Finishing off a Passive Wine Cellar

This post is my first so I hope posting this as a new topic is correct.

I have read several prior post on passive wine cellar construction and I wanted to ask the opinions of this community.

Quick background. I am 1 year into a newly constructed house that has a separate “wine cellar” room. Let’s just say my history with wine collecting basically has been matching supply to demand. With a Wine Cellar room, I have begun collecting a few cases of age worthy wines. When I first moved into the house, I thought you always need to use something to maintain the temperature and humidity in a wine cellar until I started learning about passive wine cellars. Hence what I think I have is basically the foundation for a passive wine cellar.

The wine Room is 10 x 20 with 9 1/2 ft ceilings. Walls are all cement and 9 1/2 inches wide. The door into the wine cellar from the rest of the basement is an outside metal door with a seal. One long wall faces east with the other long wall facing the rest of the basement…not heated at this point. I estimate maybe 18-24 inches of the room is above ground and rest below ground. The roof of the wine cellar is our front porch and per builder, the surface is 2" ledge-stone , under that it’s roughly 4" of poured concrete, under that there is #4 rebar spaced evenly and laid over galvanized “B” decking. So the ceiling in the Wine Cellar is that galvanized decking with one row of cinder blocks at the very top of the cement walls next to the ceiling.

I am located in Raleigh, NC. I have done limited testing but recently in February the wine cellar has ranged 50-55 degrees in air temp and 75-80% humidity. Right now using an infrared gun, the floor is 55 degrees and most of the lower walls are 55/56. Higher up closer to ceiling I get the 58/59 range. I do remember at one point last summer walking into the cellar and it was very warm. However, I might chalk that up to having my wine frig in the cellar and if it turned on, I am sure it warmed the room up. I have since pulled out the wine frig.

Sorry for the lengthy build to the question but trying to be thorough.

From everything I have read, I am thinking I need to insulate the ceiling and the whole one long wall facing the basement. Then insulate 4 feet down from the ceiling the other walls. Leaving what is left of 3 walls and the cement floor as my passive wine cellar cooling. I believe the high humidity now is due to the ceiling/galvanized roof not being properly sealed and hence once ceiling insulated, I am left with the natural humidity from the cement. (Not sure that is correctly stated but what I believe occurs.)

I am trying to get to a sensible first step in completing the space.

Thanks for your thoughts, Steve

You will realize a bigger cooling benefit by insulating all 4 walls and ceiling, leaving the floor as what provides the cooler temps. When I built my active cellar, the room was noticeably cooler than the rest of my basement when it was fully insulated and door shut (before the cooling unit was installed). The cooler temps came from the floor and I believe would have been cold enough to go passive if I weren’t bothered by temp swings and not keeping ideally 55* in the summer/fall. If you don’t insulate all 4 walls, your cellar will equalize at the temp of your basement, even with the insulated door. In fact, I doubt any utility of insulating just 1 wall by itself.

I do also doubt a wine fridge would raise the temps materially in a basement room that’s 20x10. If I were you, I’d insulate 4 walls and the ceiling and also leaving room for a cooling unit if you realize your summer temps are getting higher than you’re comfortable with. A few extra bucks on a unit beats the heck out of special bottles that were saved beyond their years.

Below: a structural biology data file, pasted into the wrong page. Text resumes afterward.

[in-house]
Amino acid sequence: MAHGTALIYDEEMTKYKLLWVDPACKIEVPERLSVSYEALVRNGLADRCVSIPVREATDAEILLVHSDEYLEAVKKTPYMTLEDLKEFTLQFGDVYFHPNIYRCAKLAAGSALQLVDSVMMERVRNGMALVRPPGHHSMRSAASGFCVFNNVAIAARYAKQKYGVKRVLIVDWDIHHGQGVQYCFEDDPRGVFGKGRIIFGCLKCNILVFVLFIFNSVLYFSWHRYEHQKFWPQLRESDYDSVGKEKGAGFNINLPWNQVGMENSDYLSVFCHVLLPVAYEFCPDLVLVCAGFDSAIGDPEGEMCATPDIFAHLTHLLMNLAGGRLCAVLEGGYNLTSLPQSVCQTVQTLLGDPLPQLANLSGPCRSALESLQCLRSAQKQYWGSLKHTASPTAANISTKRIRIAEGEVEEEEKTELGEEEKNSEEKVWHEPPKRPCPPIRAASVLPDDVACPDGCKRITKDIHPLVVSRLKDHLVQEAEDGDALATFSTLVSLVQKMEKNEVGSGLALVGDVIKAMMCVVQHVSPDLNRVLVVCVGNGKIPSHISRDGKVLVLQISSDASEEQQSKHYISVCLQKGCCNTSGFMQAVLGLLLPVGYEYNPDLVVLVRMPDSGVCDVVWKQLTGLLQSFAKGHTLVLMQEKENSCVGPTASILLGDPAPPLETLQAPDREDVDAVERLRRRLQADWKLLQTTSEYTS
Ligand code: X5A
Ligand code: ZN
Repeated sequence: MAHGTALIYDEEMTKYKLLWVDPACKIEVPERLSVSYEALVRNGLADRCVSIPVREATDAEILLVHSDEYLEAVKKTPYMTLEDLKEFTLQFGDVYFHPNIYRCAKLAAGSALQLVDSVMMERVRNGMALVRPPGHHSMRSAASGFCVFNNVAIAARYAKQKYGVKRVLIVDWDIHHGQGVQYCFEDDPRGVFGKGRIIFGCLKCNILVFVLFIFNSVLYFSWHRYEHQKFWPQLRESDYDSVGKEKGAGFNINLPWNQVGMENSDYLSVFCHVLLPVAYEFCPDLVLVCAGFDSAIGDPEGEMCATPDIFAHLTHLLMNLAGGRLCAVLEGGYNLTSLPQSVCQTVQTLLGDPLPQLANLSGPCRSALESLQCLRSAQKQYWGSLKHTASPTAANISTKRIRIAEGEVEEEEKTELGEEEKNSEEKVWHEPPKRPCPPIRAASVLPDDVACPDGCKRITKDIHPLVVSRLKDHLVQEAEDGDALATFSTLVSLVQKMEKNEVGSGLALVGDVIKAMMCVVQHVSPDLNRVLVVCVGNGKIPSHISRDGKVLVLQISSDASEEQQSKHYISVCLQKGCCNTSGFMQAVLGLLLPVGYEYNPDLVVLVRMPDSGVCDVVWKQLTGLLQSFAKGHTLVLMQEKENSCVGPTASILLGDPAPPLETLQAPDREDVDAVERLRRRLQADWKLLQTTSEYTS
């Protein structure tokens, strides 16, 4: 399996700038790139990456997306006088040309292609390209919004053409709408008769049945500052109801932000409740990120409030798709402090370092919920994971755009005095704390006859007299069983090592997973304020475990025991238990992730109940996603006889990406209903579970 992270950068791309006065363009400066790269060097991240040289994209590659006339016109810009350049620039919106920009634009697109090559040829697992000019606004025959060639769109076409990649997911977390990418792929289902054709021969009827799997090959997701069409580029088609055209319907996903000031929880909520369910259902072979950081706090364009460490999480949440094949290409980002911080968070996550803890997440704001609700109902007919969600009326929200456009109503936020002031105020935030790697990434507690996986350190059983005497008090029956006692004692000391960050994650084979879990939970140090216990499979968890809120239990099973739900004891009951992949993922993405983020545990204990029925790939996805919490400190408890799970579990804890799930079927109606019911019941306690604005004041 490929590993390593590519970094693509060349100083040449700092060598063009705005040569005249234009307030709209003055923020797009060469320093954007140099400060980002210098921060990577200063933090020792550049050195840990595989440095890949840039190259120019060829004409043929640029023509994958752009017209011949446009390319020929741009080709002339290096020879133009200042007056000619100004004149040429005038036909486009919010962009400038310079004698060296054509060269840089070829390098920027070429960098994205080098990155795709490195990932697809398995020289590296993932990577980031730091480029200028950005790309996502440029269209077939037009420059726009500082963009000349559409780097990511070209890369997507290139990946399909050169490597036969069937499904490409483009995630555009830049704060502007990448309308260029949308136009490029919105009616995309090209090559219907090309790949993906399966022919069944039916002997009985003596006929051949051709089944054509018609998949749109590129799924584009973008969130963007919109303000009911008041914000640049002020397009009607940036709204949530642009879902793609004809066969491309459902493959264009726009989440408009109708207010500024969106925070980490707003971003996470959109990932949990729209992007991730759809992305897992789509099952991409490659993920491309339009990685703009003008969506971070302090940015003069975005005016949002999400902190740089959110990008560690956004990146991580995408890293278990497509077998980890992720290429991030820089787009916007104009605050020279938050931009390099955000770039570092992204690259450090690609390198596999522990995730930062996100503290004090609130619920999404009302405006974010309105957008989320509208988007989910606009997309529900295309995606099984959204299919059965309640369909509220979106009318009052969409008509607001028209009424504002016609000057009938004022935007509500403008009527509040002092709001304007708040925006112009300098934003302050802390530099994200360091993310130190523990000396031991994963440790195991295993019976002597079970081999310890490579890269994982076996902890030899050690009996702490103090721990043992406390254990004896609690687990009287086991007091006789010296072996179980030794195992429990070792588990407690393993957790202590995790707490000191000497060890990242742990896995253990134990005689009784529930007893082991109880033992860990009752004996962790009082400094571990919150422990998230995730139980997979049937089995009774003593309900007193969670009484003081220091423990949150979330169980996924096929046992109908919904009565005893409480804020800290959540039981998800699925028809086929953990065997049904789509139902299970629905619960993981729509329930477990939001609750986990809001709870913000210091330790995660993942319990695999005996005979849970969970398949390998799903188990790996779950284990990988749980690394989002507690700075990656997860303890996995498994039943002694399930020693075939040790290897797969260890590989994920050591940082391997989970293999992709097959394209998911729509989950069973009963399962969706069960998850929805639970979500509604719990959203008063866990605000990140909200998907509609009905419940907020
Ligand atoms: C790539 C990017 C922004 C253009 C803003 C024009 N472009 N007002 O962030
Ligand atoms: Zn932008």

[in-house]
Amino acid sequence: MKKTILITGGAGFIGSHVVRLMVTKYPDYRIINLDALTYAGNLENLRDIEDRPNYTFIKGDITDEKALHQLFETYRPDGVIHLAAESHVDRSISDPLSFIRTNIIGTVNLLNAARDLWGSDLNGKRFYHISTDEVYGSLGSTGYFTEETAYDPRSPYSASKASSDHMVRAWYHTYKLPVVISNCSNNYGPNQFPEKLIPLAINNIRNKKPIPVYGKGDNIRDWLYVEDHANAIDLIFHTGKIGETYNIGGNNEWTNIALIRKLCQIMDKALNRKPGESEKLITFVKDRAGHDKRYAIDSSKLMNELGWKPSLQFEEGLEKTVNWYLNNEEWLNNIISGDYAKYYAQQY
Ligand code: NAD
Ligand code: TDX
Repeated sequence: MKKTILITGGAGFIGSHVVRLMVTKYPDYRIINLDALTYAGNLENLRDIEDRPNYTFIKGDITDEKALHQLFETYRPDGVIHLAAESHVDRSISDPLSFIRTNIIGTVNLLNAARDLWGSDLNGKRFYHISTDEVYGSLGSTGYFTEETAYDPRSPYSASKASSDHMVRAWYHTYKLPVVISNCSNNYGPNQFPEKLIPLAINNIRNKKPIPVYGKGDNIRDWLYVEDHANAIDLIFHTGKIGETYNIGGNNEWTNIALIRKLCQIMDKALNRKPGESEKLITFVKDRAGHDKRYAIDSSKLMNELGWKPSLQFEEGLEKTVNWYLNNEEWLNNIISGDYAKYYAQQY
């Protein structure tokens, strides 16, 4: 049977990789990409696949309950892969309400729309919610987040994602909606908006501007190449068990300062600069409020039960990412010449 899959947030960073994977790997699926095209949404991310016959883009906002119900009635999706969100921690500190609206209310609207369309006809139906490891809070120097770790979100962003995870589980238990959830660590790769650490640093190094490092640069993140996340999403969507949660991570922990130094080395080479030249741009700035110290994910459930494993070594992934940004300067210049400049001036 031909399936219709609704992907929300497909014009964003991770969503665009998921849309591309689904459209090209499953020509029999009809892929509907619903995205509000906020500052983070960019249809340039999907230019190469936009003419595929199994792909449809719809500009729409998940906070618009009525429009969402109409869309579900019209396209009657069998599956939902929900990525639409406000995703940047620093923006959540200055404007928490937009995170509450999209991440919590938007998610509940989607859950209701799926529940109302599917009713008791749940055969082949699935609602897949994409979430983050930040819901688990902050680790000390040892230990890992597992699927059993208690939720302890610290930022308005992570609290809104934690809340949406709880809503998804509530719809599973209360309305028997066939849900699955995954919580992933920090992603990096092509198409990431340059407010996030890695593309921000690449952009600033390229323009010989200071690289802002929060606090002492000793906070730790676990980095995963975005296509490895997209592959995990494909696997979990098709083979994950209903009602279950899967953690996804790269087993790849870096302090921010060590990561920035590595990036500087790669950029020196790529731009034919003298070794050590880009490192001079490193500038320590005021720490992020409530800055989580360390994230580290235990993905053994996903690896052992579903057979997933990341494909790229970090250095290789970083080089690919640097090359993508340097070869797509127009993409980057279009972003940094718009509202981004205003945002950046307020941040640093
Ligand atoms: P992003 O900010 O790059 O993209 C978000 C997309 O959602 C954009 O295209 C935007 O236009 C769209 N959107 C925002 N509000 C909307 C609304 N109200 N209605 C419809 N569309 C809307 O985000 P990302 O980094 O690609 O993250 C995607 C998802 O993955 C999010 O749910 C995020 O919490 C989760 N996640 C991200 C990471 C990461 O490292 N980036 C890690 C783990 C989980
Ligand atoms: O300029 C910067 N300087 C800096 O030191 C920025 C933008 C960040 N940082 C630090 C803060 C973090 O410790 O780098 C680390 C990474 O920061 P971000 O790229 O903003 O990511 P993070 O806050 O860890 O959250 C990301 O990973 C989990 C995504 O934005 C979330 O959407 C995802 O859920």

Yes, insulate all the walls and the ceiling especially. The part of the cellar under the porch is likely the be problematic (as is the southern location in Raleigh) but you won’t know till peak summer arrives. If you can spray closed cell foam that will serve for insulation and the vapor barrier. You can remove the humidity easily enough with a decent sized de-humidifier.

I live in Chapel Thrill and having built 3 cellars now did not even try passive here. Passive worked for me in CO at 8000ft. But if you are just starting and do not have a slug of valuable wine for super long term storage this is fun to try. Try to plan for active cooling if you are likely to get serious about this at a later date.

Chris offered good advice. Insulate all but floor and accommodate later addition of artificial cooling. IMHO you need to monitor temps thorough the summer season and make sure they don’t get too much above 65 for any length of time.

My passive cellar stays between 56 and 63… but then I am in Alaska. [cheers.gif]

Good advice above about insulating walls and ceiling and leaving the floor uninsulated as a heat sink. However, in NC with only a partially below grade basement you may find temps too high in the summer. Not an emergency if the cellar gets into the 70s for a few seasons but if that happens, for long-term storage I would be prepared to add a cooling unit.

Thanks for all the inputs. I did have an electrician add a dedicated breaker and line for a possible cooler unit on that one wall adjacent to wine cellar. (This was done before I discovered that I might have the makings of a passive Wine cellar.) So I would just have to drill hole and the cooler unit would output to utility room.

I’m building a passive cellar in the Hudson Valley, where it’s substantially cooler in the summer than NC. I posted on my research in a thread earlier this year.

You’re right about the ceiling and basement wall being key. Like you, I was thinking of insulating the exterior walls only a couple of feet below the ground level and relying on the supposedly cool ground below that to maintain my temperature. But I concluded that I probably need to insulate the entire exterior walls, because:

(a) the ground gets surprisingly warm surprisingly deep in the summer and
(b) concrete is a fairly good conductor of heat and cold (even more with rebar, I’m sure).

Here’s a chart I posted in that thread showing how warm the earth can get. And this was for Western Massachusetts (the C and F are reversed on the top scale):